02x03 - Dinosaur Fever

[Waltz playing]

A most wonderful evening, William.

Yes, the dance lessons were worth every penny of the eight dollars.

[Laughing]: It's true!

But I was actually referring to the event itself.

Ah yes, of course.

I wonder what marvel Mr. Blake has brought back from the bone fields?

We shall soon see. I believe the man himself has arrived.

Who knew dinosaur hunters would become such celebrities?

Perhaps someday everyone will be as fascinated with pathologists and police detectives.



I'm surprised to see you here.

I wouldn't miss this evening, Barkeley.

You must be a glutton for punishment.

Mr. Premier!

Uh... Wait. Wait. I'd like a sandwich.

I heard this afternoon of a new light that can actually see through solid objects?

Oh yes, I've heard of this as well. Roentgen's rays.

Or, as he prefers to call them, X-rays.

Yes! There's actually a working prototype of this very machine, the radiograph, at the hospital.



Ladies and gentlemen, distinguished guests... members of the National Geographic Society.

My name is Mary Ann McConnell.

And for the last six years, it has been my distinct privilege to work alongside one of the world's foremost paleontologists and bone hunters, Barkeley Blake.



As you are all aware, eight years ago, it was Barkeley's remarkable discovery of an almost intact therapod...

Remarkably lucky.

... that turned Canadian paleontology on its head.

[Whispering]: I'm sorry.

Well, tonight, good people...

Mr. Blake will reveal a find that exceeds even that success.

I give you, Barkeley Blake.

Publicity seeker.

Really, Sir, I must ask you to be quiet.

Of course.

Thank you, Miss McConnell.

Thank you all for coming.

The Alberta Badlands...

Millions of years ago, it was a vast inland sea, its shores as lush as any jungle you could imagine.

Today, hot and barren.

Nothing I'd ever found in all my years had prepared me for what awaited me in a nearby coulée.

What nature had entombed for millions of years took me mere days to unearth.

And when I did, I changed the face of paleontology yet again.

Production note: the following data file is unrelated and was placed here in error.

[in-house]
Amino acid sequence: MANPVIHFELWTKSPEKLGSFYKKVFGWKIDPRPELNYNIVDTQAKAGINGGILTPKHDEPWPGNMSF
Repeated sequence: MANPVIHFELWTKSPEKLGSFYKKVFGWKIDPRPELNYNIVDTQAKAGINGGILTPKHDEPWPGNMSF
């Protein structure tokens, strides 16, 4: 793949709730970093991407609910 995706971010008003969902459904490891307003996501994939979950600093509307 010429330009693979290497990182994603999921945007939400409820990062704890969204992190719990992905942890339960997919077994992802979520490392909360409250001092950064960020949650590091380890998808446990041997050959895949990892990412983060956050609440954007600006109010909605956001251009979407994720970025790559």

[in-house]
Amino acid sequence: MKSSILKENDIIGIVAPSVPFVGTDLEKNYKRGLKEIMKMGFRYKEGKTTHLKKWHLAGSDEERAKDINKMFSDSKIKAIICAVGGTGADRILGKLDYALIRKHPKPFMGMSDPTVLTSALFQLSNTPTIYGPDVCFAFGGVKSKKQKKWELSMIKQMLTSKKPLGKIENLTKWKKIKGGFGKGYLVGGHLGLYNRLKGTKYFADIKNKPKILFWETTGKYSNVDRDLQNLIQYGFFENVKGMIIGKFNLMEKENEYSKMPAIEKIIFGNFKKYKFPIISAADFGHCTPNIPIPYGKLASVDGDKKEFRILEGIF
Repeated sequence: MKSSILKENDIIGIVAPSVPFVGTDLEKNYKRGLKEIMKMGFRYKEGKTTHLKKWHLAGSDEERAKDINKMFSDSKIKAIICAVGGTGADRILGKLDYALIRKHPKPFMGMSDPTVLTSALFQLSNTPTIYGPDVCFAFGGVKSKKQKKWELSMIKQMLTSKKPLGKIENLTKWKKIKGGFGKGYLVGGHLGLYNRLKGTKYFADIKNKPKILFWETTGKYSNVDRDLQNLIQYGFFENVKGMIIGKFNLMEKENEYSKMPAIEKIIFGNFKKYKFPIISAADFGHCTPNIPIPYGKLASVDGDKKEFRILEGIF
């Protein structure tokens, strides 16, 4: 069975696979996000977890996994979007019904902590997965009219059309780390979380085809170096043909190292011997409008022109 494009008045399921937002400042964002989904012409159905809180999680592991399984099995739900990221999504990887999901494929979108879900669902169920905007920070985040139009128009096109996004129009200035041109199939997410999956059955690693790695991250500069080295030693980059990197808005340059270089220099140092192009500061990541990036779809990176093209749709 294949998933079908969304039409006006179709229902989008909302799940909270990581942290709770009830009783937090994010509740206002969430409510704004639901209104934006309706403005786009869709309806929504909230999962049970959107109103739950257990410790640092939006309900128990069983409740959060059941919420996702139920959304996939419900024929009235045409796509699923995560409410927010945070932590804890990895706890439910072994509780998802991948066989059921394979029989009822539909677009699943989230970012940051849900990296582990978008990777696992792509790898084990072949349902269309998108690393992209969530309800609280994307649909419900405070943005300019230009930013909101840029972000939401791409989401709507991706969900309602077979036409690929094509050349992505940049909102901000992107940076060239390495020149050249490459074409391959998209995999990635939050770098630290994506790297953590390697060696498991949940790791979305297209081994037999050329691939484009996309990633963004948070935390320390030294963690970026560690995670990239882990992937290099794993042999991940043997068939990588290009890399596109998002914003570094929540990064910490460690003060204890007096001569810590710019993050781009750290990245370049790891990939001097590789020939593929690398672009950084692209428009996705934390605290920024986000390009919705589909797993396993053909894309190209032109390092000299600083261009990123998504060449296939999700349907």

Ladies and gentlemen... I give you...

Terror... saurus!

Blasphemers! All of you!

Praise be to God!





William! He's dead.

Oh my...

His name was Lukas DeWitt. He was a field assistant on Mr. Blake's expedition.

Clearly, he was placed there after the dinosaur was erected.

Do we know who had access to the room?

Constable Crabtree is ascertaining that as we speak.

And the boy with the hammer: some religious zealot, I take it?

Dinosaurs and evolution are prickly subjects with the church, Sir.

Enough to kill over?


However, he seemed intent on vandalizing that bone.

And he also seemed just as surprised by the murder as everyone else.

Still, we'll need to have a chat with him.

Yes, the men are searching for him now.

And have them check the local churches.

Especially the ones with ministers who are preaching the ol' fire and brimstone.

Of course.

I should take a moment with the Chief Constable.

Doctor, is our victim telling us anything?

It appears he was shot.

The bullet penetrated the skull here.

Any gunshot residue?


Suggesting the killer stood some distance away from the victim.

Any estimates on the time of death?

The rigor is odd...

The best estimate I can give you is twenty-four to forty-eight hours.

May I take the body?

Yes, of course.

We never got to try out our two-step!

I hope to have another opportunity.

[Whisper] As do I.

Good night.


Any luck with the interviews?

The hall was a veritable hive of activity, Sir.

Dozens of people preparing the exhibit for the party.

Any one of them could come and go as they wished.

We'll have to ascertain the whereabouts of each and every one.


What a bizarre thing to do... to make such a spectacle of the victim.


I believe he was making an example of him.

What could he have done to deserve that?

A very good question, George.

For six months, Lukas was by my side...

Working, eating, digging, drinking...

He knew his strata like no one I've ever met.